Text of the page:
Neil Carberry, chief executive of the Recruitment and Employment Confederation, said: “The headline figures may not show it, but a lot has changed since April – with the Claimant Count rising to 2.8 million, the unemployment rate is likely to be much higher than 3.9 per cent now.

“But with the lockdown being eased and the economy opening up, hiring should grow. The scale of the growth in unemployment through the rest of the year will depend on consumer confidence and how employers react to the winding down of the furlough scheme.”

A big concern for businesses and the government is what happens when the job retention scheme (JRS), which is currently paying the wages of 9 million furloughed workers, winds down.

The furlough scheme closed to new applicants last week and from 1 July, employers will have to contribute to workers’ wages as the scheme is tapered down by the end of October.

“The true impact of the crisis on the labour market is likely to only be revealed once the JRS starts unwinding in the second half of the year,” said Yael Selfin, chief economist at KPMG UK.

“Many businesses are expected to bring only part of their furloughed workers back, while they seek to tentatively reopen after the lockdown. Hiring new workers is also likely to be put on hold for some time.

“This means we could see the rate of unemployment average 11 per cent next year – and the last time it reached these levels was during the recession in the 1980s.”

(ONS)

Frances O’Grady, general secretary of the Trades Union Congress (TUC), called on the government to introduce a job guarantee to protect millions who may soon be out of work.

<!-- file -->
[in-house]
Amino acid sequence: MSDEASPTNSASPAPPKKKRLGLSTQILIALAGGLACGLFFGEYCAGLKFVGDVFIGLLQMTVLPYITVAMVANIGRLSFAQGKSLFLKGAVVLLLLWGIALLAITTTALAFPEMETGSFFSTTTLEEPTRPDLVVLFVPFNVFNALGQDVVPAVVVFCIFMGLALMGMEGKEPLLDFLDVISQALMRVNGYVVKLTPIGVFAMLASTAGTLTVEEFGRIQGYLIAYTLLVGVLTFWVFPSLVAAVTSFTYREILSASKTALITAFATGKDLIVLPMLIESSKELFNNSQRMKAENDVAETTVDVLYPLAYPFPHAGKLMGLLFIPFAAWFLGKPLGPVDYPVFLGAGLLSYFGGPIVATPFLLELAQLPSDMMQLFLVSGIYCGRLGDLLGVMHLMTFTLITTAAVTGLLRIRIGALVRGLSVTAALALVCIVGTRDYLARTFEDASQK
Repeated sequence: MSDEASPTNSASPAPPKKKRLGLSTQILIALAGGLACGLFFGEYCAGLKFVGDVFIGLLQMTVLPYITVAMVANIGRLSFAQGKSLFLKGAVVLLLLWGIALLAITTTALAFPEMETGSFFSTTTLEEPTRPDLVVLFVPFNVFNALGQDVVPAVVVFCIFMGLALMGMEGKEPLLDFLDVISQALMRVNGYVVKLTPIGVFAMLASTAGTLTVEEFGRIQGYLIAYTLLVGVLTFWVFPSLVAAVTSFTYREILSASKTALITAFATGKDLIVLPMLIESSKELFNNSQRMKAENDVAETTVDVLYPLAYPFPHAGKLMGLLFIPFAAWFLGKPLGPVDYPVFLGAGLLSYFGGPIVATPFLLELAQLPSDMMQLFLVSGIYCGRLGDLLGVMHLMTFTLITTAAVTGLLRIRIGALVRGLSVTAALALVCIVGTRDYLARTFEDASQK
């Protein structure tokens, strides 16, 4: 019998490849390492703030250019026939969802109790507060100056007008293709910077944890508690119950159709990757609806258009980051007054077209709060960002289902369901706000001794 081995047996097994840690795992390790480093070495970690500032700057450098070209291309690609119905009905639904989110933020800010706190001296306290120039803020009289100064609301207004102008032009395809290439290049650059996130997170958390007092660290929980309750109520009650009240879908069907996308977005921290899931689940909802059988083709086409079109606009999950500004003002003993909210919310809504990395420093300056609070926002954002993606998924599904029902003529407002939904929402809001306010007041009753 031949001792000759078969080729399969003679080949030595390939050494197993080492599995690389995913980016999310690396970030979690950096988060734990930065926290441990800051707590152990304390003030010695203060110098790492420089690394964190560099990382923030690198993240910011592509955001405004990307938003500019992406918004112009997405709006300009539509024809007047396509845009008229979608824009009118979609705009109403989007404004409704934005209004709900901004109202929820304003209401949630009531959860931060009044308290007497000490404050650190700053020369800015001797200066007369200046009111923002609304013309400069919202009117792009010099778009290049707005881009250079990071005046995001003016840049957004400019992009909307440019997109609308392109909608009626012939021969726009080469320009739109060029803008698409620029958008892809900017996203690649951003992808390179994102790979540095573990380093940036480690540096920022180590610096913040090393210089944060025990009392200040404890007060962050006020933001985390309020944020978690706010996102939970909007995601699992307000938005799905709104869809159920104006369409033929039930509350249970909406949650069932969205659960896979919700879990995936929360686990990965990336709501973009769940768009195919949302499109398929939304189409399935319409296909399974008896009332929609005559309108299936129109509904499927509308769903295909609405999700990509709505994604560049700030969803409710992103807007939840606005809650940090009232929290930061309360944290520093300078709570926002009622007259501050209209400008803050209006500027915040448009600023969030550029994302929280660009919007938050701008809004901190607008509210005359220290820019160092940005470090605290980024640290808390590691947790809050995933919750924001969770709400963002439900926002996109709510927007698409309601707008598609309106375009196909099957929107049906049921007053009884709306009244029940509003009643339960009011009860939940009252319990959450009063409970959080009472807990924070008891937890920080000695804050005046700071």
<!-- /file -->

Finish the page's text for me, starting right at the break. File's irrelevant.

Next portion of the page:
“The labour market is on red alert,” Ms O’Grady said.

“We need strong action now to stop lasting economic damage. The government must work closely with unions and business at national and industry level to get the next steps right.

“The plan for recovery has to prioritise protecting and creating jobs. Getting people back into work is the only way out of recession. That’s why we need a job guarantee scheme to help those who lose work, especially young workers.”

TUC analysis suggests that young people face a particularly pronounced spike in unemployment. Some 890,000 people aged under 25 work in either accommodation and food or arts, entertainment and recreation.

Jonathan Athow, deputy national statistician at the ONS, told BBC Radio 4’s Today programme: “There is a lot going on in the labour market at the moment. In the two months to May, we saw a 600,000 fall in the number of people on the payroll. So, we are starting to see a worsening, worsening labour market.”

Mims Davies, the minister for employment, said: “Today’s figures are starting to show the impact of Covid-19 on our economy, but our furlough scheme, grants, loans and tax cuts have protected thousands of businesses and millions of jobs, setting us up for recovery.

“Already our nationwide network of work coaches have moved in to support jobseekers across sectors and match them with employers who are recruiting. By responding to the needs of communities across the UK they will be at the heart of our revival and renewal, helping people find new roles and move forward with their lives.”